Make Room For The Stuttering

Posts Tagged ‘meeting people who stutter

Episode 235 features Lesley Brownlow, who hails from Liverpool, England, UK. Lesley works in a council-run Adult Education service, which she describes as very busy, stressful and productive. She says in a way, her career “chose her.” She wanted to take on a communication heavy job to help “bust the stigma” of stuttering.

Lesley says she always wanted to be a writer, and that she knew this that at the tender age of 5, when she began writing stories. Going forward, she realized you had to make money in order to actually make a career out of writing.

Lesley’s mantra is never saying no to a challenge. Early in her adult education career, she did worry that stuttering could be perceived by learners that she didn’t know what she was talking about. She quickly let that go.

Listen in as we discuss authenticity, disclosure, the “fluent voice in our head,” and how stuttering can create an intimacy in communication that helps spark real relationships. We also discussed the benefits of meeting others who stutter and how liberating that can be.

This was a wonderful, inspiring conversation that could have go on for hours, but we were mindful of listener attention spans these days!

Thank you Lesley.

Episode 234 features Alexis Connolly, who hails from Baginton, England. Her village has a tiny population of about 700. She has worked for the NHS – National Health Service – full time for 25 years. She progressively advanced in her career, in positions she was interested in. She presently works part-time as a radiology assistant.

Listen in as we discuss fears and thoughts about stuttering. Alexis shares that her stammer “made me feel ugly.” I think many of us can relate to that. She eventually reached the point where she no longer cared or feared other’s perceptions. She proudly claimed “I am who I am.”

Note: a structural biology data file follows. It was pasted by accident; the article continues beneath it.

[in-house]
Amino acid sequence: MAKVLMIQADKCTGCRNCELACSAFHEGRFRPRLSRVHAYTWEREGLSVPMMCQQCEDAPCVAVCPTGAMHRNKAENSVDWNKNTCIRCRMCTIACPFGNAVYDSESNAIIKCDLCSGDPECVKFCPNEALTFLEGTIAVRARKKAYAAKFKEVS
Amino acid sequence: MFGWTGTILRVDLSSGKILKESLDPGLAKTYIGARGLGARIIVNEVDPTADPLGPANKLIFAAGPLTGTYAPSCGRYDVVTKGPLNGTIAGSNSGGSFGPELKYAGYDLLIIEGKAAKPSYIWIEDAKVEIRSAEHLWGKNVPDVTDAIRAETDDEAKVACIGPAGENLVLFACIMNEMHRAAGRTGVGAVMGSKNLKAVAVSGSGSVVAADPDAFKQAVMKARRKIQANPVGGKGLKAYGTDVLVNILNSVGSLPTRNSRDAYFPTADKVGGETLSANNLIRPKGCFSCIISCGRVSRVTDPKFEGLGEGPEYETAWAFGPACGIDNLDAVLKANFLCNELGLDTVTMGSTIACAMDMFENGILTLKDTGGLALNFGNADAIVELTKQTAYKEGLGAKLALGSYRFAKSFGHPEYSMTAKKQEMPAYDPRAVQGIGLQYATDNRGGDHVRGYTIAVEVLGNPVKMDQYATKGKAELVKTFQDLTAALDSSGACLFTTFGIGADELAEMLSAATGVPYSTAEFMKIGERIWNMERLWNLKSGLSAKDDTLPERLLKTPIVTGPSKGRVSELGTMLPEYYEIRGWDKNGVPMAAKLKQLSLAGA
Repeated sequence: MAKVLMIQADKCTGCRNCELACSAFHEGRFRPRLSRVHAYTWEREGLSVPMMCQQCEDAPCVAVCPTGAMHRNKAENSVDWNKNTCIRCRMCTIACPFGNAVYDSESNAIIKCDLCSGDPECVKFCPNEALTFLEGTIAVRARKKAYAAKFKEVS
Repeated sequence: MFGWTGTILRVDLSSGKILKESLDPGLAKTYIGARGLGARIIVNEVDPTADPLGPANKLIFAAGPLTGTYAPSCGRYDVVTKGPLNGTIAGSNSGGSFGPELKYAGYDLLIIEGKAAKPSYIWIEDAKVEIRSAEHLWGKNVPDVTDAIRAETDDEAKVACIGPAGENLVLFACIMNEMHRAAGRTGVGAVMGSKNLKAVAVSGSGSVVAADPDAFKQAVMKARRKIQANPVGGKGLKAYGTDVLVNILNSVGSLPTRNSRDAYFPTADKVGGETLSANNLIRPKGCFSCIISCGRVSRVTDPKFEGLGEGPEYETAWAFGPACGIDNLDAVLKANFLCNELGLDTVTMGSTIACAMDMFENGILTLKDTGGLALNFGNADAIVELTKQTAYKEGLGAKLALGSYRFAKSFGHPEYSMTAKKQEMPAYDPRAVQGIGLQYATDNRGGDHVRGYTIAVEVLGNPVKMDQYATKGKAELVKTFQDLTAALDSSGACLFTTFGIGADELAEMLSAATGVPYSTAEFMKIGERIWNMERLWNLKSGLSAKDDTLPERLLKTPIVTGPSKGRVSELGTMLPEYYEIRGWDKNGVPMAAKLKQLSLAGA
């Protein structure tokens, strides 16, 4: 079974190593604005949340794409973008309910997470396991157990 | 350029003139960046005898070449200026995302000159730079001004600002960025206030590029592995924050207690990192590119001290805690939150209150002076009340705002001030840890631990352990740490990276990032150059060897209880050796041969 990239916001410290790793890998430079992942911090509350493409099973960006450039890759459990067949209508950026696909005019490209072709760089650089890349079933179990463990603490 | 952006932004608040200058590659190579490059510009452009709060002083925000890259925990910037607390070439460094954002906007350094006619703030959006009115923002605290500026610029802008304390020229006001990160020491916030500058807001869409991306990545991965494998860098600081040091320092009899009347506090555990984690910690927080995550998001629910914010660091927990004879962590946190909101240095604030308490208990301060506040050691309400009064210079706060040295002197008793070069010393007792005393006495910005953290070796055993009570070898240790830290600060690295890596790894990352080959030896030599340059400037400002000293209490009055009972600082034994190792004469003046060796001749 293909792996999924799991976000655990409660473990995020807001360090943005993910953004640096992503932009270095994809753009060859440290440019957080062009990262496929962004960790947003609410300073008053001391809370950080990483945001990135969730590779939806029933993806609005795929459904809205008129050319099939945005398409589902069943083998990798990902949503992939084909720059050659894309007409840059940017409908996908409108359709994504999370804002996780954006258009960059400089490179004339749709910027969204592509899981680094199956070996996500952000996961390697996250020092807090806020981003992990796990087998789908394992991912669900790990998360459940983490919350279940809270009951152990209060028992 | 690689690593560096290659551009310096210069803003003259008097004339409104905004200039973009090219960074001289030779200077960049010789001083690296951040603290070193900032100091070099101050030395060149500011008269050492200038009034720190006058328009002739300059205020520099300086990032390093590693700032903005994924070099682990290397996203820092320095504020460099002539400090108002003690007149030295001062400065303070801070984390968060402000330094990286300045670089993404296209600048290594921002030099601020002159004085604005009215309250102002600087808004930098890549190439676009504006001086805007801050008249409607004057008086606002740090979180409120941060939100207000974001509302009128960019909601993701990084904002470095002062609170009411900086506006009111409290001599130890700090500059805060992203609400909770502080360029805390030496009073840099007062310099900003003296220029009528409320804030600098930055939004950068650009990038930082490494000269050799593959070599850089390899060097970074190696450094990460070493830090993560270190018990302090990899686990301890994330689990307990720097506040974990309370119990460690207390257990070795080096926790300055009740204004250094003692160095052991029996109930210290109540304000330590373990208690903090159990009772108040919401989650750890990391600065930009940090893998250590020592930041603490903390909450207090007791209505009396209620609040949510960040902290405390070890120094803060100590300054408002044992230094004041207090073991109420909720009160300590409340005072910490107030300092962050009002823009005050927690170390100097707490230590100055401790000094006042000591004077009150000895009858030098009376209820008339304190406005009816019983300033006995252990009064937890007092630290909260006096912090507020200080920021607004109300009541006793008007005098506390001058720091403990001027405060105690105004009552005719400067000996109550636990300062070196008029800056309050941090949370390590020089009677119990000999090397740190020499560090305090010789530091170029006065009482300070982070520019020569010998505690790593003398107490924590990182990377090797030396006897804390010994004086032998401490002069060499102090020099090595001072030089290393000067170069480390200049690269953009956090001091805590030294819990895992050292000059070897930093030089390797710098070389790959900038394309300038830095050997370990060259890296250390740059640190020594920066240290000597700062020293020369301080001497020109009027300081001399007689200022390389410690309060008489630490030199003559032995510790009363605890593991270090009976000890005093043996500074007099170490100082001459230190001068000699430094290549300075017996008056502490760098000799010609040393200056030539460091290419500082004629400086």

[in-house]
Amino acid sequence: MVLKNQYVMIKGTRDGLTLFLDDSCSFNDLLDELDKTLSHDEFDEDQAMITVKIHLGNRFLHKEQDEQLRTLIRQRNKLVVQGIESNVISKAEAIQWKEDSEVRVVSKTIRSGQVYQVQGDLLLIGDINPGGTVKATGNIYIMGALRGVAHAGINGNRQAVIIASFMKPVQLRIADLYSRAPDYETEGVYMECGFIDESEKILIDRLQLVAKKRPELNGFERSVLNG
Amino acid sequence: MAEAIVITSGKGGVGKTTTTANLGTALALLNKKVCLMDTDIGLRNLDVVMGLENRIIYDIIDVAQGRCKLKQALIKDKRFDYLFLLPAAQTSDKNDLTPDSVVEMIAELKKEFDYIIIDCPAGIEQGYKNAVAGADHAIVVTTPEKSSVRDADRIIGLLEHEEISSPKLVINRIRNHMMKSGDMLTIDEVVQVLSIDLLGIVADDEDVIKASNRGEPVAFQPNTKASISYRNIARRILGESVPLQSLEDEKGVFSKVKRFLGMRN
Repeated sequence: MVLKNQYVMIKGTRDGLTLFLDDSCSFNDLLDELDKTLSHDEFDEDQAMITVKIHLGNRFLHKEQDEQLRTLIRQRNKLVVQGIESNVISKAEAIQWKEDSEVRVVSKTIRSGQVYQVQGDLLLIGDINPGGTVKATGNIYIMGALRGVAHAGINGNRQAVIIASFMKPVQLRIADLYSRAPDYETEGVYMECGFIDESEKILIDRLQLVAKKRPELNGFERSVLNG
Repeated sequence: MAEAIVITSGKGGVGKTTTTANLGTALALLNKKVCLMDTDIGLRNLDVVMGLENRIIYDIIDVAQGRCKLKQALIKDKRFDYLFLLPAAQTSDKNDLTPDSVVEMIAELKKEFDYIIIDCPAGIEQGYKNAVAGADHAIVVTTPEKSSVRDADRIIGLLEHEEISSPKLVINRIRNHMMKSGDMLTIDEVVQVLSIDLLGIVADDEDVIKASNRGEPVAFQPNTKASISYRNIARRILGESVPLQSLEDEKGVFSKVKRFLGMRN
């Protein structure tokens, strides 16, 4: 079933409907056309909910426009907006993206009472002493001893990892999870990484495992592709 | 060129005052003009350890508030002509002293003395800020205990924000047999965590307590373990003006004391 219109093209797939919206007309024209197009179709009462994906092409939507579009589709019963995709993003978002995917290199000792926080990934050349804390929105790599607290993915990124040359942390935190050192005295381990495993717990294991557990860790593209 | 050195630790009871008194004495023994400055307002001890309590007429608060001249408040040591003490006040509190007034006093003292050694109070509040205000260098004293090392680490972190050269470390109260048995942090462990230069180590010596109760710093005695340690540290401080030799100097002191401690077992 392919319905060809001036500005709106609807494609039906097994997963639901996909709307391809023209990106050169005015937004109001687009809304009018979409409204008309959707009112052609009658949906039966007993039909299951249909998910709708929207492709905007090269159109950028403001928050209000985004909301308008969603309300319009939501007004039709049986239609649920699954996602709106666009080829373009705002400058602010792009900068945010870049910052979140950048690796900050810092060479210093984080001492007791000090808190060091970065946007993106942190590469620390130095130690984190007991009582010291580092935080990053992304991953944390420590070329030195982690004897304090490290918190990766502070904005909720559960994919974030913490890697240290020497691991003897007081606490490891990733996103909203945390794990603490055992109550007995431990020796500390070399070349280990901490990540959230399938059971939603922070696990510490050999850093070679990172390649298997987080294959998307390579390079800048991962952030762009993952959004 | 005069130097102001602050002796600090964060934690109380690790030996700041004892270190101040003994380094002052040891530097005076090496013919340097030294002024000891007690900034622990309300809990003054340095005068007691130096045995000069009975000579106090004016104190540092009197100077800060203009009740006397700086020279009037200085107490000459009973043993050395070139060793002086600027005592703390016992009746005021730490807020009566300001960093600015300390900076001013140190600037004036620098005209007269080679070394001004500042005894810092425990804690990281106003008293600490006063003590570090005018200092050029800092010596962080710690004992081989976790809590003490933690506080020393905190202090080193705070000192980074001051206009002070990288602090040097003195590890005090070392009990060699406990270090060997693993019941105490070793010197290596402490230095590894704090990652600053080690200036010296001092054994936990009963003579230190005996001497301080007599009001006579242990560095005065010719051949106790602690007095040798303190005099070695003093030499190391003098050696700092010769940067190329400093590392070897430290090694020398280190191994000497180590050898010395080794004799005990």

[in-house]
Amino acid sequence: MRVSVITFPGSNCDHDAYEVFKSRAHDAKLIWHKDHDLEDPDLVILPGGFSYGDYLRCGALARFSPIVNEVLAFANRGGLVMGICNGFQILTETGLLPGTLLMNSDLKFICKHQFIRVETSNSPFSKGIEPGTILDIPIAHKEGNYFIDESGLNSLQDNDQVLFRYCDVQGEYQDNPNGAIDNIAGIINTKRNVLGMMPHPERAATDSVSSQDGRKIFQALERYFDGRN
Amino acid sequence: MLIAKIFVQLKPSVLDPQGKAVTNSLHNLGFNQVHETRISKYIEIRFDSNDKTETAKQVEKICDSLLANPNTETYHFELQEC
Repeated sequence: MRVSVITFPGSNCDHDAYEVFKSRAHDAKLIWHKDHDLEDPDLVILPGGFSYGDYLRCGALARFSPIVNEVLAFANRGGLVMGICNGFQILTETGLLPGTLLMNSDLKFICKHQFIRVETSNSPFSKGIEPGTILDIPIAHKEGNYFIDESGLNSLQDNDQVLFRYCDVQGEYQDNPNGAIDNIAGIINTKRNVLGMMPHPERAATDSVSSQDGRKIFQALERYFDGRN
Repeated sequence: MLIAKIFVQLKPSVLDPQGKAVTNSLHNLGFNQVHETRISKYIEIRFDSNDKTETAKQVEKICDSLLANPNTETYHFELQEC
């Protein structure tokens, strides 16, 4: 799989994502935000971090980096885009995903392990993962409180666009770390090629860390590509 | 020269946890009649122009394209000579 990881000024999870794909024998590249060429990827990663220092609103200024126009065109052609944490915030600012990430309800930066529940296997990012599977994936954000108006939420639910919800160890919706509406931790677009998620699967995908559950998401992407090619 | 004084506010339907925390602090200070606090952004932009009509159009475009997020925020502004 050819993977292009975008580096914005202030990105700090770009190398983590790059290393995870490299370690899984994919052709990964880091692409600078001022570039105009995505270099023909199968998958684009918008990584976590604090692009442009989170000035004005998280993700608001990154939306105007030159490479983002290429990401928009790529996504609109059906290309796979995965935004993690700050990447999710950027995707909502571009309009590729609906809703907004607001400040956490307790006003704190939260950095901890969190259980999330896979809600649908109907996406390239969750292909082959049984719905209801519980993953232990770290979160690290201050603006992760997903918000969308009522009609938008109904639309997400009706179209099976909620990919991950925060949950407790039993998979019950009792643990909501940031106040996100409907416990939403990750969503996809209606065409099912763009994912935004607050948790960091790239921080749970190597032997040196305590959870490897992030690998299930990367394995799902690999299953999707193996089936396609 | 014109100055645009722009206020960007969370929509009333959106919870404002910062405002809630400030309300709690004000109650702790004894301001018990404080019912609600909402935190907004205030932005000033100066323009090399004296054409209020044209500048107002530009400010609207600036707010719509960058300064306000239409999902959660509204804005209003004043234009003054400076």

Alexis found support from online women’s stuttering groups and found others who had similar worries and fears. She shared in the group that she was anxious about saying her wedding vows, afraid that she would stammer. She soon realized that her husband loved her with or without stammering.

Alexis shares throughout our conversation how she has become close friends with other women who stammer, thanks to taking a risk in the online groups.

With all the social media platforms and other choices for electronic communication, there is no shortage of ways to find and communicate with people over the internet.

There are so many stuttering support groups, frankly they are hard to keep up with. But there is one on Facebook where large numbers of people who stutter gravitate.

The group is diverse – all ages, both genders, culturally and geographically dispersed. Yet, so many questions are asked – some casual, some deeply personal.

It seems that people who stutter from all walks of life are looking for connection, and I contend that connection cannot always be found with clicks behind a computer screen.

I think this 21st century group of young people who stutter who flock to these groups do so because there is no physical group to turn to.

Humans are human, and we need social interaction with each other – preferably face-to-face, at least on the telephone (or these days Skype.) We need to see and hear each other, read facial expressions and body language and feel that connection that comes from true interaction between two people.

I don’t think the future of interaction lies solely with social media and internet texting. I think we have to challenge ourselves to go and talk with a fellow person who stutters, or pick up the phone. Relationships start and then grow into friendships when we see and talk with each other in real-time.

We mustn’t lose sight of that.


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© Pamela A Mertz and Make Room For The Stuttering, 2009 - 2021. Unauthorized use and/or duplication of this material without express and written permission from this blog’s author and/or owner is strictly prohibited. Excerpts and links may be used, provided that full and clear credit is given to Pamela A Mertz and Make Room For The Stuttering with appropriate and specific direction to the original content. Same protection applies to the podcasts linked to this blog, "Women Who Stutter: Our Stories" and "He Stutters: She Asks Him." Please give credit to owner/author Pamela A Mertz 2021.
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